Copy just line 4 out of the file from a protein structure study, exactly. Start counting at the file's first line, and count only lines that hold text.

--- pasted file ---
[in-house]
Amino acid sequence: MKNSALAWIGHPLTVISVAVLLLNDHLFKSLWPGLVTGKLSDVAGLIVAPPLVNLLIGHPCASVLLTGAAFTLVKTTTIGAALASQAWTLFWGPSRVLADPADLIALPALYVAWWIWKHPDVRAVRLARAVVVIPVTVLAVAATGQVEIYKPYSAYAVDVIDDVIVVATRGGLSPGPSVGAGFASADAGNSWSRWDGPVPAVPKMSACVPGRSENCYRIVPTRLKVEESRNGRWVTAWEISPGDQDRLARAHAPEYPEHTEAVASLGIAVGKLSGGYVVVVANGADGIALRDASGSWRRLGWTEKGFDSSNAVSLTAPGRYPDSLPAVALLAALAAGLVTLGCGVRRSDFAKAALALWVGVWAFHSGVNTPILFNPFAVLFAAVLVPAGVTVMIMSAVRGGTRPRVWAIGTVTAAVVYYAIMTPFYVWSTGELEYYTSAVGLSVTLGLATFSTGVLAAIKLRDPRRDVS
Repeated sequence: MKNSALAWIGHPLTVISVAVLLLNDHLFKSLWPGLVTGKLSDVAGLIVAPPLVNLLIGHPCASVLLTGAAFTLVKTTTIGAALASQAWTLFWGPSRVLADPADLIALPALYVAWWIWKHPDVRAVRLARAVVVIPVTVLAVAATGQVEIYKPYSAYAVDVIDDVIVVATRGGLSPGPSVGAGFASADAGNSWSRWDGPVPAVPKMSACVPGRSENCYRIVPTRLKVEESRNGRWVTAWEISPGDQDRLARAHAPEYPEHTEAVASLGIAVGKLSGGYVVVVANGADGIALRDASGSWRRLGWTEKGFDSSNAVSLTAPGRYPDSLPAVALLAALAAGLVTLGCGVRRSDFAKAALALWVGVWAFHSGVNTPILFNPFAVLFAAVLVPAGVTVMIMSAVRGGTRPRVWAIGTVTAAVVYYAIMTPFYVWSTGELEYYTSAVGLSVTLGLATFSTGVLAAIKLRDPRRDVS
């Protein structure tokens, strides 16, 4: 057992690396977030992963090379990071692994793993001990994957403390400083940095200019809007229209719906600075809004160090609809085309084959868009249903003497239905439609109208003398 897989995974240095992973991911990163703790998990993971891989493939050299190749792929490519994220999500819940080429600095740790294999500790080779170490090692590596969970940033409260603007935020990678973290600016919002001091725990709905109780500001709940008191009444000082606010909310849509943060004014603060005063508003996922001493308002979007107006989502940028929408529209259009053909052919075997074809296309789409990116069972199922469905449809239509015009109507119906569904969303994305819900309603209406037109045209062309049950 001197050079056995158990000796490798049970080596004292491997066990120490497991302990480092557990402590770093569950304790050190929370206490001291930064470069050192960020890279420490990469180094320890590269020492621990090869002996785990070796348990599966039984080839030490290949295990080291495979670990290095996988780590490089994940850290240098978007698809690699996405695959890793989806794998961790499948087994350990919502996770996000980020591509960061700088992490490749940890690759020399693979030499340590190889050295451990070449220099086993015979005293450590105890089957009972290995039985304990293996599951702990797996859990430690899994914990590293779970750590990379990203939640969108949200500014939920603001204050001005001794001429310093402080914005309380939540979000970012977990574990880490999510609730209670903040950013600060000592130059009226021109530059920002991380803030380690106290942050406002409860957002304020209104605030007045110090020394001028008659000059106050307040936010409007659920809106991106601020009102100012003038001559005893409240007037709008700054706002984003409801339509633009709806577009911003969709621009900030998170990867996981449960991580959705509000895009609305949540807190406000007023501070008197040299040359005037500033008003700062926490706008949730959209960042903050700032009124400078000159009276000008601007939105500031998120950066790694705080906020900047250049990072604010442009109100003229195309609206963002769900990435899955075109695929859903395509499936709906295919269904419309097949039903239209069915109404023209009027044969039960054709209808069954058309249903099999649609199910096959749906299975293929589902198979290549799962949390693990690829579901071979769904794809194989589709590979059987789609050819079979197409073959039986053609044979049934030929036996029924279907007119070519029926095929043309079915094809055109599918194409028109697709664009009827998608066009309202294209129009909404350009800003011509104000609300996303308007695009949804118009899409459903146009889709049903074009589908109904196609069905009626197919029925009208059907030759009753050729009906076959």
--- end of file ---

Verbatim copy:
């Protein structure tokens, strides 16, 4: 057992690396977030992963090379990071692994793993001990994957403390400083940095200019809007229209719906600075809004160090609809085309084959868009249903003497239905439609109208003398 897989995974240095992973991911990163703790998990993971891989493939050299190749792929490519994220999500819940080429600095740790294999500790080779170490090692590596969970940033409260603007935020990678973290600016919002001091725990709905109780500001709940008191009444000082606010909310849509943060004014603060005063508003996922001493308002979007107006989502940028929408529209259009053909052919075997074809296309789409990116069972199922469905449809239509015009109507119906569904969303994305819900309603209406037109045209062309049950 001197050079056995158990000796490798049970080596004292491997066990120490497991302990480092557990402590770093569950304790050190929370206490001291930064470069050192960020890279420490990469180094320890590269020492621990090869002996785990070796348990599966039984080839030490290949295990080291495979670990290095996988780590490089994940850290240098978007698809690699996405695959890793989806794998961790499948087994350990919502996770996000980020591509960061700088992490490749940890690759020399693979030499340590190889050295451990070449220099086993015979005293450590105890089957009972290995039985304990293996599951702990797996859990430690899994914990590293779970750590990379990203939640969108949200500014939920603001204050001005001794001429310093402080914005309380939540979000970012977990574990880490999510609730209670903040950013600060000592130059009226021109530059920002991380803030380690106290942050406002409860957002304020209104605030007045110090020394001028008659000059106050307040936010409007659920809106991106601020009102100012003038001559005893409240007037709008700054706002984003409801339509633009709806577009911003969709621009900030998170990867996981449960991580959705509000895009609305949540807190406000007023501070008197040299040359005037500033008003700062926490706008949730959209960042903050700032009124400078000159009276000008601007939105500031998120950066790694705080906020900047250049990072604010442009109100003229195309609206963002769900990435899955075109695929859903395509499936709906295919269904419309097949039903239209069915109404023209009027044969039960054709209808069954058309249903099999649609199910096959749906299975293929589902198979290549799962949390693990690829579901071979769904794809194989589709590979059987789609050819079979197409073959039986053609044979049934030929036996029924279907007119070519029926095929043309079915094809055109599918194409028109697709664009009827998608066009309202294209129009909404350009800003011509104000609300996303308007695009949804118009899409459903146009889709049903074009589908109904196609069905009626197919029925009208059907030759009753050729009906076959």